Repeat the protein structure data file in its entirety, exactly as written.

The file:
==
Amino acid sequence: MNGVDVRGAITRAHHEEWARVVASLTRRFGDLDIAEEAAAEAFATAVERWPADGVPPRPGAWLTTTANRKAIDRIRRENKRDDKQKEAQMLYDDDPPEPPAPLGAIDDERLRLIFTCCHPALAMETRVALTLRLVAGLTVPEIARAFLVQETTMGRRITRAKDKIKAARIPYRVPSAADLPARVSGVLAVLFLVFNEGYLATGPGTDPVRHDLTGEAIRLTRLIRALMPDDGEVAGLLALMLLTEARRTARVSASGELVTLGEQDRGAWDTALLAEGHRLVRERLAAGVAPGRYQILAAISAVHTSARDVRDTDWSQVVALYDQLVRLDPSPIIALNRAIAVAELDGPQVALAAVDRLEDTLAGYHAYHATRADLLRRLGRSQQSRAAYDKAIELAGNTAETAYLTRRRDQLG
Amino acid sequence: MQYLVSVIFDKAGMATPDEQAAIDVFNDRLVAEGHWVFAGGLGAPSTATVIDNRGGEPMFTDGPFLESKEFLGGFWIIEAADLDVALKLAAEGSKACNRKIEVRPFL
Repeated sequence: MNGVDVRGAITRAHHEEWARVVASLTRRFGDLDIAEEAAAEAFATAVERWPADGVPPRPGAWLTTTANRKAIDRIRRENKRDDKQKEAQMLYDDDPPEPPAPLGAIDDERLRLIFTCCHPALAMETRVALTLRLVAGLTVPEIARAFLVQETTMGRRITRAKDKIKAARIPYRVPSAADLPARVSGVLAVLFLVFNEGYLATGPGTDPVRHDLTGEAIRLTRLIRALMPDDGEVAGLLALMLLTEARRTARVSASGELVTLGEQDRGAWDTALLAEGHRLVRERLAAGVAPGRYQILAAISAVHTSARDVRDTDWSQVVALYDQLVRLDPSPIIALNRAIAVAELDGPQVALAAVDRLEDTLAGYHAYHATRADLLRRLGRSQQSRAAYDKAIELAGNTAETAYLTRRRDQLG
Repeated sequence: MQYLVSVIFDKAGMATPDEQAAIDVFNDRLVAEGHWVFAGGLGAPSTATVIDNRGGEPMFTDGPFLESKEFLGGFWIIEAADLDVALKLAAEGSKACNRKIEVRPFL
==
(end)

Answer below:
Amino acid sequence: MNGVDVRGAITRAHHEEWARVVASLTRRFGDLDIAEEAAAEAFATAVERWPADGVPPRPGAWLTTTANRKAIDRIRRENKRDDKQKEAQMLYDDDPPEPPAPLGAIDDERLRLIFTCCHPALAMETRVALTLRLVAGLTVPEIARAFLVQETTMGRRITRAKDKIKAARIPYRVPSAADLPARVSGVLAVLFLVFNEGYLATGPGTDPVRHDLTGEAIRLTRLIRALMPDDGEVAGLLALMLLTEARRTARVSASGELVTLGEQDRGAWDTALLAEGHRLVRERLAAGVAPGRYQILAAISAVHTSARDVRDTDWSQVVALYDQLVRLDPSPIIALNRAIAVAELDGPQVALAAVDRLEDTLAGYHAYHATRADLLRRLGRSQQSRAAYDKAIELAGNTAETAYLTRRRDQLG
Amino acid sequence: MQYLVSVIFDKAGMATPDEQAAIDVFNDRLVAEGHWVFAGGLGAPSTATVIDNRGGEPMFTDGPFLESKEFLGGFWIIEAADLDVALKLAAEGSKACNRKIEVRPFL
Repeated sequence: MNGVDVRGAITRAHHEEWARVVASLTRRFGDLDIAEEAAAEAFATAVERWPADGVPPRPGAWLTTTANRKAIDRIRRENKRDDKQKEAQMLYDDDPPEPPAPLGAIDDERLRLIFTCCHPALAMETRVALTLRLVAGLTVPEIARAFLVQETTMGRRITRAKDKIKAARIPYRVPSAADLPARVSGVLAVLFLVFNEGYLATGPGTDPVRHDLTGEAIRLTRLIRALMPDDGEVAGLLALMLLTEARRTARVSASGELVTLGEQDRGAWDTALLAEGHRLVRERLAAGVAPGRYQILAAISAVHTSARDVRDTDWSQVVALYDQLVRLDPSPIIALNRAIAVAELDGPQVALAAVDRLEDTLAGYHAYHATRADLLRRLGRSQQSRAAYDKAIELAGNTAETAYLTRRRDQLG
Repeated sequence: MQYLVSVIFDKAGMATPDEQAAIDVFNDRLVAEGHWVFAGGLGAPSTATVIDNRGGEPMFTDGPFLESKEFLGGFWIIEAADLDVALKLAAEGSKACNRKIEVRPFL